The above then alludes to the former point that infrastructure/onboarding mechanisms are not yet at a state where completely abstracting Farcaster/Warpcast away from the client experience makes sense, perhaps gridlocking us in a state of “meta-feature” clients.

Another question that naturally emerges then concerning the difficulty of all of this is—why leverage crypto infrastructure at all if you’re appealing to non-Warpcast users? In an age where information and media (both real and simulated) are abundant, social curation and coordination are essential. I believe that social products entirely coordinated by users, rather than monolithic algorithms, can be extremely powerful, and tokens are an powerful mechanism for facilitating that coordination.

A shorter-term question I left FarCon particularly curious about was the future of commerce and commerce-focused infrastructure/clients on Farcaster. While on-site, I was aware of multiple teams powering different commerce experiences throughout the conference. The category has generated builder excitement extremely quickly, and I’m hoping to follow developments there particularly closely over the next several months.

Breaking Down Consumer Crypto

As a more general note, common questions I received at FarCon were what’s top-of-mind for me in consumer crypto nowadays and how I approach the space more broadly. Nowadays, I broadly break down consumer crypto with two different frameworks:


Crypto ecosystems are famously tribal (i.e. Ethereum vs. Solana), and the same is true for more narrow consumer ecosystems. It’s been fascinating to watch the interactions between Zora, Base, and Farcaster as intertwined ecosystems. Zora and Base-based transactions often lean on Warpcast for distribution and discovery, while Farcaster then is bolstered by Zora and Base for products, content, and tokens for the community to engage with. I believe that the culture and practices that emerge from these ecosystems, both independently and in relation to each other, will be core to shaping the short-term future of consumer crypto as builders are often most drawn to building in ecosystems with specific user personas and excitement.

Use case-first

In terms of use cases/types of products I’m thinking about, a few categories:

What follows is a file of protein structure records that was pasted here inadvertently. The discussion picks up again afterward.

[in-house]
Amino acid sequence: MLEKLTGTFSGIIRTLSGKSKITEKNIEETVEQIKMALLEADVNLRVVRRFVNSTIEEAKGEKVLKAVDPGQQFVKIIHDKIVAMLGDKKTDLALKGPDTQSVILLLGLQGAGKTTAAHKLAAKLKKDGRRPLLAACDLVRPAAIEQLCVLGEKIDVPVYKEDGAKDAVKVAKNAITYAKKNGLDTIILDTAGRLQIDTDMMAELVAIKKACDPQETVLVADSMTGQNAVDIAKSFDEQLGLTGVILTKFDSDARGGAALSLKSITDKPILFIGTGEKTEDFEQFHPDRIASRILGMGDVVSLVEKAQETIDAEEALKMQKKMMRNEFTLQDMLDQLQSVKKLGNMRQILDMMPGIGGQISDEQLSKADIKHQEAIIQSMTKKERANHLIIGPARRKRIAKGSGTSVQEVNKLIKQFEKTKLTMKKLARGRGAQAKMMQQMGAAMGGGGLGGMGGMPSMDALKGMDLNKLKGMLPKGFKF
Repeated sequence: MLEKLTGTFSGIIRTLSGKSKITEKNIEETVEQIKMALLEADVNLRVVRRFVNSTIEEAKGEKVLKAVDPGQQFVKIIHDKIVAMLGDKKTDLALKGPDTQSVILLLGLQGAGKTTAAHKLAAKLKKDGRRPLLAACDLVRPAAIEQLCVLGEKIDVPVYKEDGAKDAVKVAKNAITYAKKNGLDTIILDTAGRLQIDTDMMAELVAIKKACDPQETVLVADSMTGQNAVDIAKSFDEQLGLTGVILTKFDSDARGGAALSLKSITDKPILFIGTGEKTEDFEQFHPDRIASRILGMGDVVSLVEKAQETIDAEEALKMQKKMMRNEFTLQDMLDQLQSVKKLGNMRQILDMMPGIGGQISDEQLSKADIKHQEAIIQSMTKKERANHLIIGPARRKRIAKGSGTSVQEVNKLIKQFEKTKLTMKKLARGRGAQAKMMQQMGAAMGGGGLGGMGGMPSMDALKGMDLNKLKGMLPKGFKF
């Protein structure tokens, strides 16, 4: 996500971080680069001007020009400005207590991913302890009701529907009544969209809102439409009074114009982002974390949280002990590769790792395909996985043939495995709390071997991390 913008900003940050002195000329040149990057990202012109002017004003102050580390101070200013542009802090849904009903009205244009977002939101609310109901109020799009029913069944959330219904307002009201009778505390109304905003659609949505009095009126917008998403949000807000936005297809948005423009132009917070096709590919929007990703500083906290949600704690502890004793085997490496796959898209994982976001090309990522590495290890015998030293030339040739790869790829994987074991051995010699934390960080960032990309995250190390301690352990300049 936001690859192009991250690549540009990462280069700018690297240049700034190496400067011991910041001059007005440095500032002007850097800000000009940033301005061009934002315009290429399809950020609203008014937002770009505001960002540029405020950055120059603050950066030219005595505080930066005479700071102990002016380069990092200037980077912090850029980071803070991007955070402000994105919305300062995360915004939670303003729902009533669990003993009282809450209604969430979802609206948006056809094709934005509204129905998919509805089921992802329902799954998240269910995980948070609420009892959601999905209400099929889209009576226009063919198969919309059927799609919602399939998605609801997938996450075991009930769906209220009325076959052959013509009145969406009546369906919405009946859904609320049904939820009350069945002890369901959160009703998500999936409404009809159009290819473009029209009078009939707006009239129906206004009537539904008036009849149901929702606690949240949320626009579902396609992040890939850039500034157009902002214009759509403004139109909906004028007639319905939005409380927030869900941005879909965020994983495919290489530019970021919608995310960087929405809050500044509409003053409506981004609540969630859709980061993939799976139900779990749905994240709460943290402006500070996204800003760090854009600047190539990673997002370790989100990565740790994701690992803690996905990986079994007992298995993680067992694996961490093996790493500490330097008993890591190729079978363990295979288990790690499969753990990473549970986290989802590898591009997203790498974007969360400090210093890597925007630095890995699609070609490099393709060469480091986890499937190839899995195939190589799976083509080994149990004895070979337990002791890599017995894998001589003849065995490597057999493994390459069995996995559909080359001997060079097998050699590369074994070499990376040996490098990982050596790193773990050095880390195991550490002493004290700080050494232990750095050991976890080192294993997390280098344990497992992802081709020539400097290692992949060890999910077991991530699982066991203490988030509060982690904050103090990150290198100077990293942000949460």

1. Bridging offchain/onchain user data

  2. Brand loyalty

  3. Onchain social

  4. Onchain media/music

These categories are rather intersectional, so I’ll provide more sweeping thoughts below:

In my former post “Fast Forward: Building Consumer at Internet Speed,” I wrote about the broken user identity and experience across IRL and URL. For sake of brevity,I’ll simply rehash here:

“The user journey across online and offline is incredibly fragmented. As the boundary between the physical and digital planes continues to blur, the ability to form a truly legible, representative identity disintegrates. There is a massive opportunity to build experiences that seamlessly blend the physical and digital, particularly where social graphs can move freely between online and offline.

For individuals/communities: How can my favorite channels online better inform and tie to the people, groups, and places I spend time with offline and vice versa?

For brands: How can a brand better understand how a consumer who bought a product in-store spends their time online and engage them on those platforms?”

Now is a pivotal moment to be thinking about the intersection of crypto and media, though I also believe these products will stabilize over a longer-term time horizon than most shorter-term opportunities. Traditional media and music are having existential crises and crumbling around business structures, monetization, and the role of the consumer and the artist/critic. Alluding to a point I made earlier, I think tokens and crypto more broadly are powerful tools that can be leveraged to coordinate media networks that are becoming increasingly reliant upon user participation, user generated content, and perhaps even user ownership.

I purposefully meant to keep this reflection relatively raw before the temptation of over-intellectualization creeps in. Overall, I left FarCon both more excited and more concerned about its future. The foundation has undoubtedly been set by the stellar team and early ecosystem that have organically emerged. I think it will take a diverse community of developers, ideators, and power users to take the ecosystem to the next level and I am incredibly excited to be a part of its journey.

*I work at Archetype, and Archetype is an investor in these companies.

Disclaimer: This post reflects the current opinions of myself and is not made on behalf of Archetype or its affiliates and does not necessarily reflect the opinions of Archetype, its affiliates or individuals associated with Archetype. The opinions reflected herein are subject to change without being updated.